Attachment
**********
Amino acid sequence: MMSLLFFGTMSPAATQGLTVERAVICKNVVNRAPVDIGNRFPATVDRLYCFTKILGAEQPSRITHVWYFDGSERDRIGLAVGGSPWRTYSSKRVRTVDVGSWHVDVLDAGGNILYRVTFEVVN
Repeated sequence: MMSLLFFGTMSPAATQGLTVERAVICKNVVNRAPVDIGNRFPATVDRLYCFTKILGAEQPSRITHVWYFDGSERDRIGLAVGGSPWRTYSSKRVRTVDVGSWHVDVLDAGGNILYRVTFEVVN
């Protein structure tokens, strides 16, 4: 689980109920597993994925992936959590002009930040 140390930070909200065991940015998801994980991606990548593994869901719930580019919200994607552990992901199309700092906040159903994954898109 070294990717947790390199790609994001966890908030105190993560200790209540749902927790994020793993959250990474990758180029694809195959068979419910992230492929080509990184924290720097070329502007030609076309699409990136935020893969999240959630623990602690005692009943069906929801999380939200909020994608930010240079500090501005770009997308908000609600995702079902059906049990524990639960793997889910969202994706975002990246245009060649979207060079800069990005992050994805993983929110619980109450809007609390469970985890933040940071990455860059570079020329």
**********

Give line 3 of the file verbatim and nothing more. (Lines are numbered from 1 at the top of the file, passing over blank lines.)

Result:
């Protein structure tokens, strides 16, 4: 689980109920597993994925992936959590002009930040 140390930070909200065991940015998801994980991606990548593994869901719930580019919200994607552990992901199309700092906040159903994954898109 070294990717947790390199790609994001966890908030105190993560200790209540749902927790994020793993959250990474990758180029694809195959068979419910992230492929080509990184924290720097070329502007030609076309699409990136935020893969999240959630623990602690005692009943069906929801999380939200909020994608930010240079500090501005770009997308908000609600995702079902059906049990524990639960793997889910969202994706975002990246245009060649979207060079800069990005992050994805993983929110619980109450809007609390469970985890933040940071990455860059570079020329």